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I'm taking an introductory electronics class, the first chapter is about amplifiers, controlled sources, gain, stuff like this. They mention "small AC signal" a few times but never explain what small mean and why there is the need to talk about "small" signals in the first place.

Anyone knows?

Thank you very much

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2 Answers 2

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Small signal is relative term. When non-linear device (for e.g. transistor) is DC biased, it stays fairly linear in small region around the bias point. Small signal is the one that fits in the linear region.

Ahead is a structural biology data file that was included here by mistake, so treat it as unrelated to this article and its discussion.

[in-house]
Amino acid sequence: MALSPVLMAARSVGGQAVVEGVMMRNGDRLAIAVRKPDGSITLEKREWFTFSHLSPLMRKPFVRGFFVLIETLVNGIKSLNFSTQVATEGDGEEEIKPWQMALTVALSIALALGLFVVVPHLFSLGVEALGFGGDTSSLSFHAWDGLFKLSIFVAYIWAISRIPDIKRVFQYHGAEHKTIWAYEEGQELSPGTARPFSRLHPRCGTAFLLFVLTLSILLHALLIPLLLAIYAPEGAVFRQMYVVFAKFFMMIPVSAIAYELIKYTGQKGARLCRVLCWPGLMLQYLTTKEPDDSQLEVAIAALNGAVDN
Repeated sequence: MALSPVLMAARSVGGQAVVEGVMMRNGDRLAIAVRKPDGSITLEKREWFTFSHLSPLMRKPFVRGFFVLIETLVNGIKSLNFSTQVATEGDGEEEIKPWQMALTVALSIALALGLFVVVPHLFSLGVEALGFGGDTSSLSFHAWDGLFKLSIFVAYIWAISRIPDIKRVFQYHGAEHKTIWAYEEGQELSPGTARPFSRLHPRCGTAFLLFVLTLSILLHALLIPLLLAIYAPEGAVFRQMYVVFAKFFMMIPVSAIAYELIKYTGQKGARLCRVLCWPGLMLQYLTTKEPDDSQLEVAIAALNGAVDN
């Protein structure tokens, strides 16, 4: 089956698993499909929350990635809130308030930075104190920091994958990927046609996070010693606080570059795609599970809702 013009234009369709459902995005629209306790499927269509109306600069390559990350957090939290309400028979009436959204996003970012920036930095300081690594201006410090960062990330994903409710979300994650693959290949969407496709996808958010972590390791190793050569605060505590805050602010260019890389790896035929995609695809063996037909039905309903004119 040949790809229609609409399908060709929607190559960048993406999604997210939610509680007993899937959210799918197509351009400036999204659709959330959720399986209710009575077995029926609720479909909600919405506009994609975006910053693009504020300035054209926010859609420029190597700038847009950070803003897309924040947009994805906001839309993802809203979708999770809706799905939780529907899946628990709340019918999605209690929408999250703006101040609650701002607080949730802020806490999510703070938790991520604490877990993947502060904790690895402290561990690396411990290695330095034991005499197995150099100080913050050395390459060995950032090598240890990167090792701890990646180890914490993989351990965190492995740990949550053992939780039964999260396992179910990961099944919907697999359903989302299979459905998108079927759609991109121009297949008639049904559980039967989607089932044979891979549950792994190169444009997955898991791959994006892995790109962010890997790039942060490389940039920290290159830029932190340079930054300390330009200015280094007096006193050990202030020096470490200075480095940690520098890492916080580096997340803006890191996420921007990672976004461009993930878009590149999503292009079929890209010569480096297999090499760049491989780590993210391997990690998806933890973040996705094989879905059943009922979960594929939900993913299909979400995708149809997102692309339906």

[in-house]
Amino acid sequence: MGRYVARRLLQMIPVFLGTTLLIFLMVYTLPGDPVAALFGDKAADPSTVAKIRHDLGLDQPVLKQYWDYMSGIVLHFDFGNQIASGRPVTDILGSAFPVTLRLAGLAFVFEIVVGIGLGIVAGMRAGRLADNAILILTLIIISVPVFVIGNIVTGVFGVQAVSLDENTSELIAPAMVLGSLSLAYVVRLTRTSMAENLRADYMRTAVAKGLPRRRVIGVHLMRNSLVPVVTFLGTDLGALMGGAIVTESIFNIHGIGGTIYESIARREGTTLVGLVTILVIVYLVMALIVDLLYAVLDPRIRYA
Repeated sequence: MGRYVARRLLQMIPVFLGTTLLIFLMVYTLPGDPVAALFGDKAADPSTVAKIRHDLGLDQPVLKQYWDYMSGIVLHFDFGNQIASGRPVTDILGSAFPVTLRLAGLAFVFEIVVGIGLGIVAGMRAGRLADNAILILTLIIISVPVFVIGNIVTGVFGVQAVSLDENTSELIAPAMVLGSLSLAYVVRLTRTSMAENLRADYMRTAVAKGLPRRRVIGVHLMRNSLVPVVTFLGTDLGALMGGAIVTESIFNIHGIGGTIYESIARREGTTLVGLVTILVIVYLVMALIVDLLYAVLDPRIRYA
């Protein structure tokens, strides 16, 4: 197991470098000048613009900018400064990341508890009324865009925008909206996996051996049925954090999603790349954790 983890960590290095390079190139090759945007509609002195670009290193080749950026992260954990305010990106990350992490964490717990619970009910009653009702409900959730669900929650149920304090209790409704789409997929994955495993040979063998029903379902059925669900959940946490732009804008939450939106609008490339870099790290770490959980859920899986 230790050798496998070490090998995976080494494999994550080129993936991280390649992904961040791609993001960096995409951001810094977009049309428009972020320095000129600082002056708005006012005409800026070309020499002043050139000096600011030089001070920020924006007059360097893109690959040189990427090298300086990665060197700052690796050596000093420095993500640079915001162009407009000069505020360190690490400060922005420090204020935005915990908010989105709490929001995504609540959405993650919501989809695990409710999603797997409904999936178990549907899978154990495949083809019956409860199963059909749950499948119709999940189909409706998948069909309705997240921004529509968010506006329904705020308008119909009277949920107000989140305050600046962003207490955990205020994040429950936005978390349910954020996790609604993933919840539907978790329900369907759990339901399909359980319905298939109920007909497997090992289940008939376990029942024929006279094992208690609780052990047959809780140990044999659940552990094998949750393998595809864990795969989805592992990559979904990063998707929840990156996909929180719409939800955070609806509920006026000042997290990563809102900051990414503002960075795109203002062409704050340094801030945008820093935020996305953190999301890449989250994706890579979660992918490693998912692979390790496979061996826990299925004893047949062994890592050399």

http://en.wikipedia.org/wiki/Small-signal_model

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  • \$\begingroup\$ Sounds pretty solid to me. You could even think about it as approaching zero. \$\endgroup\$ May 15, 2013 at 0:18
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You could ask your instructor - he should know best how such terms are used in your course.

Generally, I'd consider a small signal to be under 1 volt peak-to-peak, but I think the term also has implications that transistors are not driven into cutoff or saturation, or op-amps outputs driven to the rails - generally that the circuit is operating in a linear region.

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